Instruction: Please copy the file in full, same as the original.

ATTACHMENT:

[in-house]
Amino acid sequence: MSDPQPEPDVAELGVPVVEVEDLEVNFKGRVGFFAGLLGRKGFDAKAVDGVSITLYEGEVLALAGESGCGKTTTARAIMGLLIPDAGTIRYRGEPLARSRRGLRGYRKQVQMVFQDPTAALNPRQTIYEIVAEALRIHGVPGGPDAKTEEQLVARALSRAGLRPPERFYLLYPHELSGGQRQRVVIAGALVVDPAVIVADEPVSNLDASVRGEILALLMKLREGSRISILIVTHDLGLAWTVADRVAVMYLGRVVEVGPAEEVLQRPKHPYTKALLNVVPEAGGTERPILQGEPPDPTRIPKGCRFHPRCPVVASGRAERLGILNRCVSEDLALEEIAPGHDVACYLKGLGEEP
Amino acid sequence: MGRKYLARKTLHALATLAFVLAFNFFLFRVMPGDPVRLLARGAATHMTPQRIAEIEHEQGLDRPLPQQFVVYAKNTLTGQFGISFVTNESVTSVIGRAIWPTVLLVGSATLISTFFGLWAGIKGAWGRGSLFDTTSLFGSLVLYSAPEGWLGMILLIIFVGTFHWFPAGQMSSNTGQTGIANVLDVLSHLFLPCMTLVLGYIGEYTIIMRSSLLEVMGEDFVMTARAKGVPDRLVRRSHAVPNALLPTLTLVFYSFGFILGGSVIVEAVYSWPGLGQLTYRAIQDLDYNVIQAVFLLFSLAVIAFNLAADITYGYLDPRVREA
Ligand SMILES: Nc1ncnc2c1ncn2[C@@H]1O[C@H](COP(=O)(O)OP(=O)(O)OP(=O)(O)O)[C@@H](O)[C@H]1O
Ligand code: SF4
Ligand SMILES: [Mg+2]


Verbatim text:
[in-house]
Amino acid sequence: MSDPQPEPDVAELGVPVVEVEDLEVNFKGRVGFFAGLLGRKGFDAKAVDGVSITLYEGEVLALAGESGCGKTTTARAIMGLLIPDAGTIRYRGEPLARSRRGLRGYRKQVQMVFQDPTAALNPRQTIYEIVAEALRIHGVPGGPDAKTEEQLVARALSRAGLRPPERFYLLYPHELSGGQRQRVVIAGALVVDPAVIVADEPVSNLDASVRGEILALLMKLREGSRISILIVTHDLGLAWTVADRVAVMYLGRVVEVGPAEEVLQRPKHPYTKALLNVVPEAGGTERPILQGEPPDPTRIPKGCRFHPRCPVVASGRAERLGILNRCVSEDLALEEIAPGHDVACYLKGLGEEP
Amino acid sequence: MGRKYLARKTLHALATLAFVLAFNFFLFRVMPGDPVRLLARGAATHMTPQRIAEIEHEQGLDRPLPQQFVVYAKNTLTGQFGISFVTNESVTSVIGRAIWPTVLLVGSATLISTFFGLWAGIKGAWGRGSLFDTTSLFGSLVLYSAPEGWLGMILLIIFVGTFHWFPAGQMSSNTGQTGIANVLDVLSHLFLPCMTLVLGYIGEYTIIMRSSLLEVMGEDFVMTARAKGVPDRLVRRSHAVPNALLPTLTLVFYSFGFILGGSVIVEAVYSWPGLGQLTYRAIQDLDYNVIQAVFLLFSLAVIAFNLAADITYGYLDPRVREA
Ligand SMILES: Nc1ncnc2c1ncn2[C@@H]1O[C@H](COP(=O)(O)OP(=O)(O)OP(=O)(O)O)[C@@H](O)[C@H]1O
Ligand code: SF4
Ligand SMILES: [Mg+2]